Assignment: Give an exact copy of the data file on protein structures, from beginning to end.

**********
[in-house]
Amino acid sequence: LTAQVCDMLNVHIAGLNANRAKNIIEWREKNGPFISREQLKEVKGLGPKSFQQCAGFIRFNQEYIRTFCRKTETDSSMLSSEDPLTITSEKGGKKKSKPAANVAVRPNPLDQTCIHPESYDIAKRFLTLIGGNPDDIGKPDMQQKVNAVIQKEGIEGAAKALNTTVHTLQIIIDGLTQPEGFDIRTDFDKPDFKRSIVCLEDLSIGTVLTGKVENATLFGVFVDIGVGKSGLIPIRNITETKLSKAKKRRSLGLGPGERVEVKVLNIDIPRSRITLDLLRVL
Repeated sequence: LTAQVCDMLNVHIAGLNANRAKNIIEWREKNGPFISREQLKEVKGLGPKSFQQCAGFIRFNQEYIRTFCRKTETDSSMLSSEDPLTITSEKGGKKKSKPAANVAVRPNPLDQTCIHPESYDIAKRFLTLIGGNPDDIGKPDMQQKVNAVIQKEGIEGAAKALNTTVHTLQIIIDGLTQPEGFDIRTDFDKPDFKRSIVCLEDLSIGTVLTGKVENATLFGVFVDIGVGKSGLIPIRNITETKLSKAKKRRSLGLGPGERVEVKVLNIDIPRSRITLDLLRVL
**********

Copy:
[in-house]
Amino acid sequence: LTAQVCDMLNVHIAGLNANRAKNIIEWREKNGPFISREQLKEVKGLGPKSFQQCAGFIRFNQEYIRTFCRKTETDSSMLSSEDPLTITSEKGGKKKSKPAANVAVRPNPLDQTCIHPESYDIAKRFLTLIGGNPDDIGKPDMQQKVNAVIQKEGIEGAAKALNTTVHTLQIIIDGLTQPEGFDIRTDFDKPDFKRSIVCLEDLSIGTVLTGKVENATLFGVFVDIGVGKSGLIPIRNITETKLSKAKKRRSLGLGPGERVEVKVLNIDIPRSRITLDLLRVL
Repeated sequence: LTAQVCDMLNVHIAGLNANRAKNIIEWREKNGPFISREQLKEVKGLGPKSFQQCAGFIRFNQEYIRTFCRKTETDSSMLSSEDPLTITSEKGGKKKSKPAANVAVRPNPLDQTCIHPESYDIAKRFLTLIGGNPDDIGKPDMQQKVNAVIQKEGIEGAAKALNTTVHTLQIIIDGLTQPEGFDIRTDFDKPDFKRSIVCLEDLSIGTVLTGKVENATLFGVFVDIGVGKSGLIPIRNITETKLSKAKKRRSLGLGPGERVEVKVLNIDIPRSRITLDLLRVL